Table Manners 101: Do You Know Your Dinner Etiquette?
Proper table etiquette is practiced daily in some circles; in others, it has all but disappeared. Here's how to know how to behave at dinner, in both formal and more informal settings.(12 Photos)
At the Table
The following introductory tips and rules will help save you social embarrassment the next time you head out for dinner and might even be fun to put into regular practice at your own family table.istockphoto
According to Emily Post, a basic table setting can be achieved by remembering the acronym FORKS, and placing the utensils and dishes in order of the letters they represent. The fork is represented by the F, the plate by the O, the knife by the K and the spoon by the S. Just eliminate the letter R. Remember that the cutting edge of the knife should face inward toward the plate.MASTERFILE
B & D
With your left hand, if you make a circle with your thumb and forefinger and stick the remaining fingers up in the air, you have a lowercase letter 'b.' Do the same with the right hand and you’ll find a lowercase letter 'd.' The 'b' reminds you that the bread and butter plate goes on the left, and the 'd' is representative of the dessert plate, which goes on the right side of the setting.MASTERFILE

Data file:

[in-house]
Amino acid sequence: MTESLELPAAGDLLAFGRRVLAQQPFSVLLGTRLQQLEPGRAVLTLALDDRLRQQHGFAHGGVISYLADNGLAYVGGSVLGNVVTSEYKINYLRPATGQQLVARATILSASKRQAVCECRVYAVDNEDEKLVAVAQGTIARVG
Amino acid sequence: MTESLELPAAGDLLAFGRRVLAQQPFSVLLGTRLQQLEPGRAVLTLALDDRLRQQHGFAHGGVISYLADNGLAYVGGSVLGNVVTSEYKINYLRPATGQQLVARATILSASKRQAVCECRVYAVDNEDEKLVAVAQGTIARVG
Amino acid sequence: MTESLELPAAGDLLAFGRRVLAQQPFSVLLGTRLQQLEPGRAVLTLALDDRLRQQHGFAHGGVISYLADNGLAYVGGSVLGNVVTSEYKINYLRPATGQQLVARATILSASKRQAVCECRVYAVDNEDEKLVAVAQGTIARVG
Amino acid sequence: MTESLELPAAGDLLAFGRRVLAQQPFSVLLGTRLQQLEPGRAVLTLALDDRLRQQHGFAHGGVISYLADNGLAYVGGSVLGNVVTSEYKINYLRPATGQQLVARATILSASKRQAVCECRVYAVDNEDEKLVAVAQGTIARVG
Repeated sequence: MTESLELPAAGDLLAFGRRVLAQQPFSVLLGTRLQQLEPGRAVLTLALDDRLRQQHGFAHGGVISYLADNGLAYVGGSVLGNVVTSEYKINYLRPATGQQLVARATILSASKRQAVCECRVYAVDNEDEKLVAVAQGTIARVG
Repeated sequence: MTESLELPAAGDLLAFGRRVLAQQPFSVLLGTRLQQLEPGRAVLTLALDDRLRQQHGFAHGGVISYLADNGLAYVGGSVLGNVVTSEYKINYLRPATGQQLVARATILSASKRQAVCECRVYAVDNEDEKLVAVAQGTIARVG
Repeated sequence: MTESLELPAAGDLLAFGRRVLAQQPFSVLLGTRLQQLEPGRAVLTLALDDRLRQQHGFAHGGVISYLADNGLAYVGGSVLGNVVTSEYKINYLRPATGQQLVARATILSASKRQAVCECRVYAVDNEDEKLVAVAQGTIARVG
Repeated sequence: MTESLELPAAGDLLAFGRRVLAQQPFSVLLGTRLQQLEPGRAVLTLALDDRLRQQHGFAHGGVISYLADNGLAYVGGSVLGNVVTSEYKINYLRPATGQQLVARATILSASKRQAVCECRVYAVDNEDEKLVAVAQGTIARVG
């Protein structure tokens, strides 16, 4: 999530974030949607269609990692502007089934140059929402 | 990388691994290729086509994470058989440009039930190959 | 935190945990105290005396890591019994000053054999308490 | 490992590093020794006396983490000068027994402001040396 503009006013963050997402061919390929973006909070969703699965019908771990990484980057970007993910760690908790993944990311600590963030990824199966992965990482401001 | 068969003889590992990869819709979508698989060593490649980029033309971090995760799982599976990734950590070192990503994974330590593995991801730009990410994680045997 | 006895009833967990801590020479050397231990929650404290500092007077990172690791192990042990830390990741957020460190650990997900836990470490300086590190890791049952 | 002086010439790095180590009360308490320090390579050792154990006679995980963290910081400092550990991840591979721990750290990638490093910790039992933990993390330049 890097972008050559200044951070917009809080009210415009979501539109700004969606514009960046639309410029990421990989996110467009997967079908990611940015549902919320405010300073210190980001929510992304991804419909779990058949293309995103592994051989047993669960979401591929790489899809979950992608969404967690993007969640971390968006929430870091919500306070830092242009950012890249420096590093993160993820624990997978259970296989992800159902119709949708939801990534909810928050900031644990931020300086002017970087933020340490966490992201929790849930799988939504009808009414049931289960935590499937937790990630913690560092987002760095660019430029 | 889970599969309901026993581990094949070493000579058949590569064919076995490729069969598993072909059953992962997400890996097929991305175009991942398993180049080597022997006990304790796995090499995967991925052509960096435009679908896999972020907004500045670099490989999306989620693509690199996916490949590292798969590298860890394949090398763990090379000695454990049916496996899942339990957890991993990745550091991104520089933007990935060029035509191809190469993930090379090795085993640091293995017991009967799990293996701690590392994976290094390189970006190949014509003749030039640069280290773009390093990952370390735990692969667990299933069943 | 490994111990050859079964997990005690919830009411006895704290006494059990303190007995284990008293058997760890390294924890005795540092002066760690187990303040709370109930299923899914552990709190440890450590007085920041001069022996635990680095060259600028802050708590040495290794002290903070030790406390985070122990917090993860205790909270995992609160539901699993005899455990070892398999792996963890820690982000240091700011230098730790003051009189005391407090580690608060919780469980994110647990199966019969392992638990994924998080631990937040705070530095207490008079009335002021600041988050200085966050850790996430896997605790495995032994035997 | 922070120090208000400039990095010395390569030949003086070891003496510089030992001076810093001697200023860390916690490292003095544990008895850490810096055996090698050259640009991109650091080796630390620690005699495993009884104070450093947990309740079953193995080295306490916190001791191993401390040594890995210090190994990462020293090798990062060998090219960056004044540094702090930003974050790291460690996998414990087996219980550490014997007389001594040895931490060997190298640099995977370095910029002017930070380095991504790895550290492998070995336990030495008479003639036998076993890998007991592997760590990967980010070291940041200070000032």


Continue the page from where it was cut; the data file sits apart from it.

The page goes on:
With a good grasp of basic table manners, you’ll feel comfortable in any dining situation. Follow these more popular conventions.istockphoto
Always, always, always!
Always chew with your mouth closed and wait until you have swallowed your food to speak or drink. Keep your elbows off the table, unless chatting between courses.MASTERFILE
Take Your Time
Cut only one piece of food at a time, chew calmly, and swallow before taking a sip of your drink.
Say excuse me whenever you leave the table, and stay until all have finished (especially if you expect your kids to do the same).MASTERFILE
To the Left, To the Left!
When passing food around a table family-style, always pass it in the counter clockwise direction. This provides order to the food being passed around.MASTERFILE
Don’t reach across the table for something but rather, ask for it to be passed to you.MASTERFILE
Don't Be Sloppy
Always place your napkin in your lap (in formal settings, wait for your host or guest of honor to be the first to place hers in her lap). Once in your lap, keep it there throughout the meal, folded in half if large, bringing it up to blot your mouth as required. When your meal is complete, lay it tidily and gently to the side of your plate.
If You Are Full...
To signal you’re finished eating, set utensils on the plate with both ends resting at 4 o’clock. Do not push your plate away from you.MASTERFILE
More Ways Than One
There are two styles of eating: the American and the Continental or European. The American ways sees the fork being held in the left hand for cutting, then being switched back to the right hand to pick up and eat the food. The Continental way has eaters keeping the fork in the left hand the entire time.
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